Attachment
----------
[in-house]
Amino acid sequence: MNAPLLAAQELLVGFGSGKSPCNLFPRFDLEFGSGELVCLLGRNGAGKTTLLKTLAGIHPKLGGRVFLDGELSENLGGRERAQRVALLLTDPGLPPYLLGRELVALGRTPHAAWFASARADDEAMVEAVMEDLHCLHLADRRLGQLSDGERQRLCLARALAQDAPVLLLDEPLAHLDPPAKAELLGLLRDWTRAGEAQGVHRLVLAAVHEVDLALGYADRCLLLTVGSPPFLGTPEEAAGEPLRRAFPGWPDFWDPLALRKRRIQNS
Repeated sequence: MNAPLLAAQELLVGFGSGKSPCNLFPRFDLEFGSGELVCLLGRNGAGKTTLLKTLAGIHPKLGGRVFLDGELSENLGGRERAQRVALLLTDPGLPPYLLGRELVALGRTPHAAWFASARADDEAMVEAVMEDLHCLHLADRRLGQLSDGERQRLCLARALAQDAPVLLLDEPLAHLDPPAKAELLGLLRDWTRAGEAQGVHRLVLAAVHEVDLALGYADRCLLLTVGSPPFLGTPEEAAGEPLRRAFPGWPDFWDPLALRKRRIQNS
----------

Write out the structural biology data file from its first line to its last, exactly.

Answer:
[in-house]
Amino acid sequence: MNAPLLAAQELLVGFGSGKSPCNLFPRFDLEFGSGELVCLLGRNGAGKTTLLKTLAGIHPKLGGRVFLDGELSENLGGRERAQRVALLLTDPGLPPYLLGRELVALGRTPHAAWFASARADDEAMVEAVMEDLHCLHLADRRLGQLSDGERQRLCLARALAQDAPVLLLDEPLAHLDPPAKAELLGLLRDWTRAGEAQGVHRLVLAAVHEVDLALGYADRCLLLTVGSPPFLGTPEEAAGEPLRRAFPGWPDFWDPLALRKRRIQNS
Repeated sequence: MNAPLLAAQELLVGFGSGKSPCNLFPRFDLEFGSGELVCLLGRNGAGKTTLLKTLAGIHPKLGGRVFLDGELSENLGGRERAQRVALLLTDPGLPPYLLGRELVALGRTPHAAWFASARADDEAMVEAVMEDLHCLHLADRRLGQLSDGERQRLCLARALAQDAPVLLLDEPLAHLDPPAKAELLGLLRDWTRAGEAQGVHRLVLAAVHEVDLALGYADRCLLLTVGSPPFLGTPEEAAGEPLRRAFPGWPDFWDPLALRKRRIQNS